The Telegraph
Since 1st March, 1999
Email This PagePrint This Page
Govt admits Burdwan lapse

Burdwan, Oct. 27: A weekend after the death spiral began in the paediatric ward of the Burdwan Medical College and Hospital and after a clean chit from the junior health minister, the government today admitted that there were not enough doctors in the department on account of Lakshmi puja.

Director of medical education Chittaranjan Maity, who went to the hospital today to take stock of the situation, said some of the doctors were absent from the ward on October 20, when seven children died and the toll mounted to 10, despite a specific circular issued by the government.

The hospital authorities had so far denied all charges of medical negligence. The children were admitted to the hospital in critical condition and so the deaths, the principal of the medical college, Bijoy Mukherjee, had said. He also justified the number of deaths as “normal”. Minister of state for health Pratyush Mukherjee had stood by the hospital’s explanation for the incidents.

However, Maity said the government has taken a serious view of the deaths and added that “nobody would be spared” if an on-going probe blames the doctors for negligence.

“We will not try to shield anyone responsible for the deaths. Exemplary punishment will be meted out as was the case during the baby deaths at the B.C. Roy Memorial Hospital in Calcutta. We want to know exactly why the existing infrastructure at the Burdwan Medical College and Hospital was not optimally used,” Maity said.

Officials here confirmed that the seven children died on October 20 virtually unattended by any experienced medical practitioner. Junior doctors available on the day of Lakshmi puja were not equipped to handle as many serious patients at the same time.

Maity admitted that only two doctors were on duty that day.

A government circular had expressly stated that adequate doctors should be available in hospitals during holidays. The circular was sent to all government-run medical institutions well before the pujas.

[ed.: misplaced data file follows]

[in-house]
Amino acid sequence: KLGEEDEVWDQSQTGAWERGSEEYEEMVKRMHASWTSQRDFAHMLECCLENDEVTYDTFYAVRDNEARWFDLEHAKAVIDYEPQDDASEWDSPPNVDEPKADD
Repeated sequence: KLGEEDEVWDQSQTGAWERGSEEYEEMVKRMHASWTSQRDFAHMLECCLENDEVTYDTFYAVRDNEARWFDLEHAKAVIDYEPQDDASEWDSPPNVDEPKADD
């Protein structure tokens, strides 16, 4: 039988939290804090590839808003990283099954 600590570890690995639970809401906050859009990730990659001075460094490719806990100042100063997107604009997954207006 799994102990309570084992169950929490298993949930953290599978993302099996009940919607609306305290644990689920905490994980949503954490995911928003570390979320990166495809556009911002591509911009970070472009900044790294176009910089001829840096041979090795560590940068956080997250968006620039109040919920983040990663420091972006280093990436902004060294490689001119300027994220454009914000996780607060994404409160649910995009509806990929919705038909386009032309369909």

But the general indifference of doctors towards patients in government hospitals in the state proved beyond repair by public diktat.

More than 20 infants died in two days at B.C. Roy last month and 25 children died in six days here.

The Khosbagan area adjoining the medical college here houses innumerable private clinics where government doctors attend even during their official hours of duty.

“This is absolutely illegal as they are paid a non-practising allowance by the government,” Maity said.

Even the nursing staff available on the last weekend was not adequate. The circular had asked the medical college to “properly maintain duty rosters during the pujas”, Maity said.

“The number of doctors drops alarmingly during holidays or when the out-patient departments of the medical colleges are closed. This may well lead to more tragedies like the one that took place on October 20,” said Maity.

“The attitude of the doctors and nurses toward this noble profession needs to change. They should improve their mentality,” said Maity. The health department will take steps to ensure that government circulars are strictly abided by, he added.

Maity has met the principal and the chief medical officer of health.

Email This PagePrint This Page